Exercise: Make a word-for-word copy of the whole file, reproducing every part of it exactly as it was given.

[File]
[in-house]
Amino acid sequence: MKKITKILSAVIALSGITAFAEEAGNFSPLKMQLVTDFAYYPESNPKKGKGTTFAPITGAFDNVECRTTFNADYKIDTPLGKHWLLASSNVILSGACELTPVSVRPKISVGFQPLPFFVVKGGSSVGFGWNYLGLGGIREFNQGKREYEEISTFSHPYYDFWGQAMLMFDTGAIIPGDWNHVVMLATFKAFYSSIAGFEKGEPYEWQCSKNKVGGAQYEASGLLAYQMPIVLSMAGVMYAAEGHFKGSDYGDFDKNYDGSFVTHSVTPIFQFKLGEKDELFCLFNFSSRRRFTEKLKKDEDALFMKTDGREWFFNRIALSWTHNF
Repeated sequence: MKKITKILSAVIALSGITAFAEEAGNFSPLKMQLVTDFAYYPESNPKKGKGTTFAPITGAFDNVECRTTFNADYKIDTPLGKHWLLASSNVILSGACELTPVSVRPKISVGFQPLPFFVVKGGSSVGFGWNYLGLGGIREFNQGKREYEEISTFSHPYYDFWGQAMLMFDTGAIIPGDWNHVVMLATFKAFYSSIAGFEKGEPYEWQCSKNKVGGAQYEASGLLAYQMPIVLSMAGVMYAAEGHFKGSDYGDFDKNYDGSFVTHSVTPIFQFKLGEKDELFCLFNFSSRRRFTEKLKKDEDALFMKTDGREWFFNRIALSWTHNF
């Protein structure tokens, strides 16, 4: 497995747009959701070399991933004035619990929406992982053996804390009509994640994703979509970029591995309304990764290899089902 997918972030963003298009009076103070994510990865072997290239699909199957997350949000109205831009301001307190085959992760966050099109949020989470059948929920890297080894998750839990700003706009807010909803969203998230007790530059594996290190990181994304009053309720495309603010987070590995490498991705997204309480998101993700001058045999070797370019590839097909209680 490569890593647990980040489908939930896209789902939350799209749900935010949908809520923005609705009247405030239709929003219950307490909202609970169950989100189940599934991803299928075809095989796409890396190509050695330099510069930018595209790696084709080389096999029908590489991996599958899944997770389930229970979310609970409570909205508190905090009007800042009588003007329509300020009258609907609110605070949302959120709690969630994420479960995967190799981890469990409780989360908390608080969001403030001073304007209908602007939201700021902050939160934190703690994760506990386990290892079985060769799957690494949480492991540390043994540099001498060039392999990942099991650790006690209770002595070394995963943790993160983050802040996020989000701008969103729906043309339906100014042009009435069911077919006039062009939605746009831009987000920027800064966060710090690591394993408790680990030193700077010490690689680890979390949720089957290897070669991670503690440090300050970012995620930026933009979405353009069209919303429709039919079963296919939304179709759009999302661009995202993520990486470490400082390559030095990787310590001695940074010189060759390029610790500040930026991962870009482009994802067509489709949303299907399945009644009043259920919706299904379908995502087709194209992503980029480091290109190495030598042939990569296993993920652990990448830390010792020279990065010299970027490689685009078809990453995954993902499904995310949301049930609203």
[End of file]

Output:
[in-house]
Amino acid sequence: MKKITKILSAVIALSGITAFAEEAGNFSPLKMQLVTDFAYYPESNPKKGKGTTFAPITGAFDNVECRTTFNADYKIDTPLGKHWLLASSNVILSGACELTPVSVRPKISVGFQPLPFFVVKGGSSVGFGWNYLGLGGIREFNQGKREYEEISTFSHPYYDFWGQAMLMFDTGAIIPGDWNHVVMLATFKAFYSSIAGFEKGEPYEWQCSKNKVGGAQYEASGLLAYQMPIVLSMAGVMYAAEGHFKGSDYGDFDKNYDGSFVTHSVTPIFQFKLGEKDELFCLFNFSSRRRFTEKLKKDEDALFMKTDGREWFFNRIALSWTHNF
Repeated sequence: MKKITKILSAVIALSGITAFAEEAGNFSPLKMQLVTDFAYYPESNPKKGKGTTFAPITGAFDNVECRTTFNADYKIDTPLGKHWLLASSNVILSGACELTPVSVRPKISVGFQPLPFFVVKGGSSVGFGWNYLGLGGIREFNQGKREYEEISTFSHPYYDFWGQAMLMFDTGAIIPGDWNHVVMLATFKAFYSSIAGFEKGEPYEWQCSKNKVGGAQYEASGLLAYQMPIVLSMAGVMYAAEGHFKGSDYGDFDKNYDGSFVTHSVTPIFQFKLGEKDELFCLFNFSSRRRFTEKLKKDEDALFMKTDGREWFFNRIALSWTHNF
């Protein structure tokens, strides 16, 4: 497995747009959701070399991933004035619990929406992982053996804390009509994640994703979509970029591995309304990764290899089902 997918972030963003298009009076103070994510990865072997290239699909199957997350949000109205831009301001307190085959992760966050099109949020989470059948929920890297080894998750839990700003706009807010909803969203998230007790530059594996290190990181994304009053309720495309603010987070590995490498991705997204309480998101993700001058045999070797370019590839097909209680 490569890593647990980040489908939930896209789902939350799209749900935010949908809520923005609705009247405030239709929003219950307490909202609970169950989100189940599934991803299928075809095989796409890396190509050695330099510069930018595209790696084709080389096999029908590489991996599958899944997770389930229970979310609970409570909205508190905090009007800042009588003007329509300020009258609907609110605070949302959120709690969630994420479960995967190799981890469990409780989360908390608080969001403030001073304007209908602007939201700021902050939160934190703690994760506990386990290892079985060769799957690494949480492991540390043994540099001498060039392999990942099991650790006690209770002595070394995963943790993160983050802040996020989000701008969103729906043309339906100014042009009435069911077919006039062009939605746009831009987000920027800064966060710090690591394993408790680990030193700077010490690689680890979390949720089957290897070669991670503690440090300050970012995620930026933009979405353009069209919303429709039919079963296919939304179709759009999302661009995202993520990486470490400082390559030095990787310590001695940074010189060759390029610790500040930026991962870009482009994802067509489709949303299907399945009644009043259920919706299904379908995502087709194209992503980029480091290109190495030598042939990569296993993920652990990448830390010792020279990065010299970027490689685009078809990453995954993902499904995310949301049930609203």